The government seeks sweeping new powers to implement key elements at a later dateby Joe Marshall / October 22, 2019 / Leave a comment
On Monday night, the government published the long-awaited Withdrawal Agreement Bill—the piece of domestic legislation that is needed to implement the Brexit Withdrawal Agreement in domestic law. This was the first-time parliamentarians have seen the detail of the legislation, despite much of it having been drafted many months ago. The government now hopes to rush it through parliament, in order to meet its 31st October Brexit deadline.
The bill runs to over 110 pages, and includes detailed provisions on issues such as the financial settlement (or “divorce bill”), the transition period and how EU law in force today will operate at the end of it. However, how large parts of the Withdrawal Agreement will be implemented in domestic law remains uncertain.
The bill proposes that key parts of the Withdrawal Agreement are to be legislated for through secondary legislation at a later date—including many so-called “Henry VIII powers” that allow ministers to change primary legislation. For instance, almost all of the provisions needed to give effect to the citizens’ rights part of the agreement will be implemented through secondary legislation—including the statutory appeals process that will strengthen opportunities for judicial redress against decisions to restrict residence rights.
Likewise, the government plans to give itself broad powers to legislate for the new Northern Ireland protocol, and says very little about how the arrangements would be implemented in practice. A broad power also exists to deal with the so-called “other separation” issues—such as how goods placed on the UK or EU market under EU law before the end of the transition period are to be treated after transition ends. A sense of the scale of the powers involved is provided by the Delegated Powers Memorandum, published alongside the bill: at 104 pages it is almost twice as long as that for the government’s last flagship Brexit act—the EU Withdrawal Act—which was heavily criticised in parliament for the number and scope of the powers it included.
To some extent, giving the government such broad powers was always going to be necessary. The revised Northern Ireland protocol was only recently agreed between the UK and EU—leaving little time to draft detailed legislation, and how the protocol would work in practice depends in part on what legal arrangements are in place when it comes into effect, making it difficult to legislate in detail at this stage. The government has also made a conscious decision to legislate for much of the citizens’ rights protection through immigration rules—meaning broad powers and high volumes of secondary legislation were inevitable. The government’s own White Paper on “Legislating for the Withdrawal Agreement between the UK and EU,” published in June 2017, made clear that it was likely to include many broad powers.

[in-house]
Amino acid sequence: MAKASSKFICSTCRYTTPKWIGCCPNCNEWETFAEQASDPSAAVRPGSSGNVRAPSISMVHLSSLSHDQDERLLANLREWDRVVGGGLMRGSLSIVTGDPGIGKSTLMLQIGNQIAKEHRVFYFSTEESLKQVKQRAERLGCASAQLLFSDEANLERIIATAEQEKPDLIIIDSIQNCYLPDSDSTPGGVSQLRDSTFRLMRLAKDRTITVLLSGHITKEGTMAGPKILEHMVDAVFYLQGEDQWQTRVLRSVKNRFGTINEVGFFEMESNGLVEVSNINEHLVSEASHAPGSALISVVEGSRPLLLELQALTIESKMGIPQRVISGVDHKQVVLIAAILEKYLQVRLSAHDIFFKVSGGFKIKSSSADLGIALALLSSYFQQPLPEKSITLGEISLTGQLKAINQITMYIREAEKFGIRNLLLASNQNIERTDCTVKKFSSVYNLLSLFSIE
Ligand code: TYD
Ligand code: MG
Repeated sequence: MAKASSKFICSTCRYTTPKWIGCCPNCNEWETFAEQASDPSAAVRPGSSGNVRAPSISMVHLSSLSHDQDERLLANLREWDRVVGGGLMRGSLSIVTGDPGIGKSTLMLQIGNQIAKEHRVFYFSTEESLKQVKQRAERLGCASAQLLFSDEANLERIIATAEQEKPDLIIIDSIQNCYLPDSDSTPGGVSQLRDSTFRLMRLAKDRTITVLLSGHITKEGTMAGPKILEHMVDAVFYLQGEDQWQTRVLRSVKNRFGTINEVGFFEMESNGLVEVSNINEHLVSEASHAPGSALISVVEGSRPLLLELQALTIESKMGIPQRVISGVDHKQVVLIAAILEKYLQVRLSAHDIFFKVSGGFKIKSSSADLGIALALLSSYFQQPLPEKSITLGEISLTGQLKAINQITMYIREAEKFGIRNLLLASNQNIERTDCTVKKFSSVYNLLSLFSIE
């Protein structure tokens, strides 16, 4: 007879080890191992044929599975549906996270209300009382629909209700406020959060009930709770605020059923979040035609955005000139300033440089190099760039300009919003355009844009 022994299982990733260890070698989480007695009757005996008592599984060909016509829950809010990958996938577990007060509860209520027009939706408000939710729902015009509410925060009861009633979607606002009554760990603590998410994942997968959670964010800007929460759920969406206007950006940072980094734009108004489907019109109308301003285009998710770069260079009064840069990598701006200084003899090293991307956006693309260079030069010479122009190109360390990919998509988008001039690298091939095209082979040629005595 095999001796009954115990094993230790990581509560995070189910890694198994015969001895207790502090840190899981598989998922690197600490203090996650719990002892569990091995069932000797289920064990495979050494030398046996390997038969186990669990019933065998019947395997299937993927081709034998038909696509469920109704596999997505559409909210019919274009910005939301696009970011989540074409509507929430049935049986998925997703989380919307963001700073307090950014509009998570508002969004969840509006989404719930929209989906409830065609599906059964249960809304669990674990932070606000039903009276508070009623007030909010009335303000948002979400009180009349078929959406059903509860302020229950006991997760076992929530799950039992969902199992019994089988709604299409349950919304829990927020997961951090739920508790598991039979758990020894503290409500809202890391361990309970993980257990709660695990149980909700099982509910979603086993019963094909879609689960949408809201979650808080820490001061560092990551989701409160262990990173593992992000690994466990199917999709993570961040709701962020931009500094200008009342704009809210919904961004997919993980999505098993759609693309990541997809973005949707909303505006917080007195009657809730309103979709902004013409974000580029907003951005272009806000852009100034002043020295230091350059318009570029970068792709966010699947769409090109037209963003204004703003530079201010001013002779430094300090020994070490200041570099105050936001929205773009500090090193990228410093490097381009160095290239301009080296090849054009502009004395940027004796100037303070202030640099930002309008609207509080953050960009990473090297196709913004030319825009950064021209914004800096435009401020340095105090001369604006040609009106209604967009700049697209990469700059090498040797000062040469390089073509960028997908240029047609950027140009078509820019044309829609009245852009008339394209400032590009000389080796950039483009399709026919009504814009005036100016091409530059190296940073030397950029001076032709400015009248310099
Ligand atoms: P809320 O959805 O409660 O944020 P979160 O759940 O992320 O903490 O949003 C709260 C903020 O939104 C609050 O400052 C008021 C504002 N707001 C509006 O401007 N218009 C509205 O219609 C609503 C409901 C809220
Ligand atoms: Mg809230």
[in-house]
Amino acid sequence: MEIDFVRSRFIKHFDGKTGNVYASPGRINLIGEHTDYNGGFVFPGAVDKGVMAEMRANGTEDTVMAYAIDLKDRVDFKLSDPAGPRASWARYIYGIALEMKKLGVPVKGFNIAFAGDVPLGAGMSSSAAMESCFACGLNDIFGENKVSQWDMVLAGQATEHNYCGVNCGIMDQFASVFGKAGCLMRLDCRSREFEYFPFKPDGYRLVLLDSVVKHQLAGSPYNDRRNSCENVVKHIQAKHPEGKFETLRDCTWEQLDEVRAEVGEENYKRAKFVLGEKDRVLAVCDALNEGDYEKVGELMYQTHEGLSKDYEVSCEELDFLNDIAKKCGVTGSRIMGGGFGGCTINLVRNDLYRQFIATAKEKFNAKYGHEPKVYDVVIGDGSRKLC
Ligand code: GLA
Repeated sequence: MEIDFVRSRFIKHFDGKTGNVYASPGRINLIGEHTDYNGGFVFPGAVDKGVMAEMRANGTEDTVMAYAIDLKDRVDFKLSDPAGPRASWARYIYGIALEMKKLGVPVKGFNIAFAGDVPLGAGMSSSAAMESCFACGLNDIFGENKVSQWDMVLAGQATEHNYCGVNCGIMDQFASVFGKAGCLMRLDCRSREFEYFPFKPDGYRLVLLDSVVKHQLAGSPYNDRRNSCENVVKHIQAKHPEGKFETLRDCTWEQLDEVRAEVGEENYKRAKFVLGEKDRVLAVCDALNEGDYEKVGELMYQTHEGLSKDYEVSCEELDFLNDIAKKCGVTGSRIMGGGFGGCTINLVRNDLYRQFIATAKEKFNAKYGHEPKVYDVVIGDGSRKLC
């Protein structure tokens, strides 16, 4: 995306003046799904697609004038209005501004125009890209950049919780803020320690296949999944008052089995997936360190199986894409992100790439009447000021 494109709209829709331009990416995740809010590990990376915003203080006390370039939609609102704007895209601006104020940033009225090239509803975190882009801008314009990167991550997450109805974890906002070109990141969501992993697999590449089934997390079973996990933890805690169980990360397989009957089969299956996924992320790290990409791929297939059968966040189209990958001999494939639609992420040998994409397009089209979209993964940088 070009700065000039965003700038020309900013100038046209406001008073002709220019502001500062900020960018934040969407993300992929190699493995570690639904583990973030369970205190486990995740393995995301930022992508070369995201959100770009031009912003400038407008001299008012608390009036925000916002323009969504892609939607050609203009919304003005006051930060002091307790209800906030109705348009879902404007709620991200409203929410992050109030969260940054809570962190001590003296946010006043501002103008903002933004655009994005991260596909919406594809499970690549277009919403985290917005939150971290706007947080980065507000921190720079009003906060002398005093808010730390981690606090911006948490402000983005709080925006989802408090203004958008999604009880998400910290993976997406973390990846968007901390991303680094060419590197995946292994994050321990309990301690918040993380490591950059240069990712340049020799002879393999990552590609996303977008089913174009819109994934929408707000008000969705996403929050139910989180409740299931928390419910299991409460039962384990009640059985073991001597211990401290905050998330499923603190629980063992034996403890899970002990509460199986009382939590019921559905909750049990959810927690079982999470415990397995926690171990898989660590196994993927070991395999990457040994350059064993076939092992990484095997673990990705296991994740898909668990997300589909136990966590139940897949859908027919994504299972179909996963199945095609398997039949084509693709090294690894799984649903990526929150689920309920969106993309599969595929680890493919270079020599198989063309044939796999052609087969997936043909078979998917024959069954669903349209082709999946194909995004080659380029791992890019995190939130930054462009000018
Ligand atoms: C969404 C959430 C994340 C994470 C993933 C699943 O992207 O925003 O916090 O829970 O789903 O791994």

But even so, the incredibly short timeframe for parliamentary scrutiny deprives parliament of the ability to properly consider whether all the powers in the bill are necessary—or whether the government should instead have included more detailed provisions in the bill itself. Even if parliament accepts that the government needs to be given the powers to legislate through secondary legislation, further questions arise as to what level of scrutiny such secondary legislation should be subjected to, particularly given long-standing concerns about how weak current scrutiny of government powers is. MPs and Peers may want to propose new scrutiny arrangements and seek reassurances from the government about how the powers will be used. Getting these right would take time, and require a constructive dialogue between parliament and the government.
The Withdrawal Agreement was always going to be a legislative minefield. Giving effect to the transition, implementing complex commitments on citizens’ rights and re-engineering the EU Withdrawal Act to ensure its provisions continued to work during and after the transition period raise many tricky legal problems, some of which it is legitimate to legislate for through secondary legislation. But the government is currently asking MPs and Peers to blindly trust that the powers are both necessary and the appropriate level of scrutiny is attached. This risks alarming parliamentarians, undermining support for the bill and could lead to bad law that allows the government to make significant legal changes with limited parliamentary oversight. If parliament wants to take back control, it should care about what the WAB doesn’t say, as well as what it does.
Joe Marshall is a Researcher at the Institute for Government